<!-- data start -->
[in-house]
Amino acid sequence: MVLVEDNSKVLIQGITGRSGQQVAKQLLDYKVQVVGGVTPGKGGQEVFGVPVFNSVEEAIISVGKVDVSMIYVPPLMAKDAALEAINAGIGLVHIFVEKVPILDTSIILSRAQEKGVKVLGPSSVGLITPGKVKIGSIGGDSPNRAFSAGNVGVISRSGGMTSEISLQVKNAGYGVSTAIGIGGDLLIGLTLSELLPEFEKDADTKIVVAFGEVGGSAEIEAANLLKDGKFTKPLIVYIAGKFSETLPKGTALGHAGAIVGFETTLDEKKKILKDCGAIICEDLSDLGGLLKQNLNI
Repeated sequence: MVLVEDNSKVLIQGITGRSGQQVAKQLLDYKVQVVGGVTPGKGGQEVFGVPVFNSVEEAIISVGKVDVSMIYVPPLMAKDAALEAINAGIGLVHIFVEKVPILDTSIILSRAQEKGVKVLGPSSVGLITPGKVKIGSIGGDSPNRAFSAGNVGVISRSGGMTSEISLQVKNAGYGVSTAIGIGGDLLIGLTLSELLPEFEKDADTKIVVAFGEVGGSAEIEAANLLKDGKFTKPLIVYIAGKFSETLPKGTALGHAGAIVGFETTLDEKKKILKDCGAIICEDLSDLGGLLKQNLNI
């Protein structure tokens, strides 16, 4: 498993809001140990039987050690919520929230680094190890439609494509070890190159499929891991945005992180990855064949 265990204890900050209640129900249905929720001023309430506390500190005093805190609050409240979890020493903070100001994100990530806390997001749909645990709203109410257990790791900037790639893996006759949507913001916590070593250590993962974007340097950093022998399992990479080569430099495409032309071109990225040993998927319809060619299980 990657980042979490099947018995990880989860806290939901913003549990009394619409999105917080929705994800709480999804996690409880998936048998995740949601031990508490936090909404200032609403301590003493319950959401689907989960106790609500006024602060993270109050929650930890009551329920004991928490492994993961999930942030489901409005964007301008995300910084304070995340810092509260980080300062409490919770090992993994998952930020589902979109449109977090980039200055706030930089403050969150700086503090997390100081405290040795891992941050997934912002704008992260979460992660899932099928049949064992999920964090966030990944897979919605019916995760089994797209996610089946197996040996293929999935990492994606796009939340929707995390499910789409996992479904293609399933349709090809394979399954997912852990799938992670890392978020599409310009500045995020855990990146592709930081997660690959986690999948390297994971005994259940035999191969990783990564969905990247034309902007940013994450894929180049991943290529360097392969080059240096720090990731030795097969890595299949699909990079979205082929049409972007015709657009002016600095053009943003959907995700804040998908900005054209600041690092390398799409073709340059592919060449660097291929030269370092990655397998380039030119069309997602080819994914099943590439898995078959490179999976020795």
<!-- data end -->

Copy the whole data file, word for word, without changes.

[in-house]
Amino acid sequence: MVLVEDNSKVLIQGITGRSGQQVAKQLLDYKVQVVGGVTPGKGGQEVFGVPVFNSVEEAIISVGKVDVSMIYVPPLMAKDAALEAINAGIGLVHIFVEKVPILDTSIILSRAQEKGVKVLGPSSVGLITPGKVKIGSIGGDSPNRAFSAGNVGVISRSGGMTSEISLQVKNAGYGVSTAIGIGGDLLIGLTLSELLPEFEKDADTKIVVAFGEVGGSAEIEAANLLKDGKFTKPLIVYIAGKFSETLPKGTALGHAGAIVGFETTLDEKKKILKDCGAIICEDLSDLGGLLKQNLNI
Repeated sequence: MVLVEDNSKVLIQGITGRSGQQVAKQLLDYKVQVVGGVTPGKGGQEVFGVPVFNSVEEAIISVGKVDVSMIYVPPLMAKDAALEAINAGIGLVHIFVEKVPILDTSIILSRAQEKGVKVLGPSSVGLITPGKVKIGSIGGDSPNRAFSAGNVGVISRSGGMTSEISLQVKNAGYGVSTAIGIGGDLLIGLTLSELLPEFEKDADTKIVVAFGEVGGSAEIEAANLLKDGKFTKPLIVYIAGKFSETLPKGTALGHAGAIVGFETTLDEKKKILKDCGAIICEDLSDLGGLLKQNLNI
């Protein structure tokens, strides 16, 4: 498993809001140990039987050690919520929230680094190890439609494509070890190159499929891991945005992180990855064949 265990204890900050209640129900249905929720001023309430506390500190005093805190609050409240979890020493903070100001994100990530806390997001749909645990709203109410257990790791900037790639893996006759949507913001916590070593250590993962974007340097950093022998399992990479080569430099495409032309071109990225040993998927319809060619299980 990657980042979490099947018995990880989860806290939901913003549990009394619409999105917080929705994800709480999804996690409880998936048998995740949601031990508490936090909404200032609403301590003493319950959401689907989960106790609500006024602060993270109050929650930890009551329920004991928490492994993961999930942030489901409005964007301008995300910084304070995340810092509260980080300062409490919770090992993994998952930020589902979109449109977090980039200055706030930089403050969150700086503090997390100081405290040795891992941050997934912002704008992260979460992660899932099928049949064992999920964090966030990944897979919605019916995760089994797209996610089946197996040996293929999935990492994606796009939340929707995390499910789409996992479904293609399933349709090809394979399954997912852990799938992670890392978020599409310009500045995020855990990146592709930081997660690959986690999948390297994971005994259940035999191969990783990564969905990247034309902007940013994450894929180049991943290529360097392969080059240096720090990731030795097969890595299949699909990079979205082929049409972007015709657009002016600095053009943003959907995700804040998908900005054209600041690092390398799409073709340059592919060449660097291929030269370092990655397998380039030119069309997602080819994914099943590439898995078959490179999976020795």